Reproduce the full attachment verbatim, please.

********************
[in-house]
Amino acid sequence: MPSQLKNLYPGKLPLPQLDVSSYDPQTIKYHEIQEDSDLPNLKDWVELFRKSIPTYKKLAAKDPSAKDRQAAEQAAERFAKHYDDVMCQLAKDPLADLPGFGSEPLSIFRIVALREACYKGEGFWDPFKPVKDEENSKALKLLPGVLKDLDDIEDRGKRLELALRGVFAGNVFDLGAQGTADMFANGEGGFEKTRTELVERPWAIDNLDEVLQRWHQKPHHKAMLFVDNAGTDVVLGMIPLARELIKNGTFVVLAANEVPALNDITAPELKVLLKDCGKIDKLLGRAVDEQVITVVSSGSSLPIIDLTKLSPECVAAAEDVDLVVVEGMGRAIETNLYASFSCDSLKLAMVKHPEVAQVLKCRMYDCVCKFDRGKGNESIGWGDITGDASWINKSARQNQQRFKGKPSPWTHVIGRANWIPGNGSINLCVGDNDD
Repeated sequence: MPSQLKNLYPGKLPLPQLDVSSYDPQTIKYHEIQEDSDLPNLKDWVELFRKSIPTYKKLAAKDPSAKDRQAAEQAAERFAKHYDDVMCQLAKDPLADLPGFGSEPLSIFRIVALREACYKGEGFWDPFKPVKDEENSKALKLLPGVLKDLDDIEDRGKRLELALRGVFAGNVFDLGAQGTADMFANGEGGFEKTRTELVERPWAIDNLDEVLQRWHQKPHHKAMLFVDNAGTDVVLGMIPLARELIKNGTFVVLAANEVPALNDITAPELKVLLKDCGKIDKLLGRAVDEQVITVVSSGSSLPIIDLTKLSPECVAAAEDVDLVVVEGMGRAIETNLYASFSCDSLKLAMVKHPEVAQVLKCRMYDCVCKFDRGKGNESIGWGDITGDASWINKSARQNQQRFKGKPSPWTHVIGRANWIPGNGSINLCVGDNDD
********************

[in-house]
Amino acid sequence: MPSQLKNLYPGKLPLPQLDVSSYDPQTIKYHEIQEDSDLPNLKDWVELFRKSIPTYKKLAAKDPSAKDRQAAEQAAERFAKHYDDVMCQLAKDPLADLPGFGSEPLSIFRIVALREACYKGEGFWDPFKPVKDEENSKALKLLPGVLKDLDDIEDRGKRLELALRGVFAGNVFDLGAQGTADMFANGEGGFEKTRTELVERPWAIDNLDEVLQRWHQKPHHKAMLFVDNAGTDVVLGMIPLARELIKNGTFVVLAANEVPALNDITAPELKVLLKDCGKIDKLLGRAVDEQVITVVSSGSSLPIIDLTKLSPECVAAAEDVDLVVVEGMGRAIETNLYASFSCDSLKLAMVKHPEVAQVLKCRMYDCVCKFDRGKGNESIGWGDITGDASWINKSARQNQQRFKGKPSPWTHVIGRANWIPGNGSINLCVGDNDD
Repeated sequence: MPSQLKNLYPGKLPLPQLDVSSYDPQTIKYHEIQEDSDLPNLKDWVELFRKSIPTYKKLAAKDPSAKDRQAAEQAAERFAKHYDDVMCQLAKDPLADLPGFGSEPLSIFRIVALREACYKGEGFWDPFKPVKDEENSKALKLLPGVLKDLDDIEDRGKRLELALRGVFAGNVFDLGAQGTADMFANGEGGFEKTRTELVERPWAIDNLDEVLQRWHQKPHHKAMLFVDNAGTDVVLGMIPLARELIKNGTFVVLAANEVPALNDITAPELKVLLKDCGKIDKLLGRAVDEQVITVVSSGSSLPIIDLTKLSPECVAAAEDVDLVVVEGMGRAIETNLYASFSCDSLKLAMVKHPEVAQVLKCRMYDCVCKFDRGKGNESIGWGDITGDASWINKSARQNQQRFKGKPSPWTHVIGRANWIPGNGSINLCVGDNDD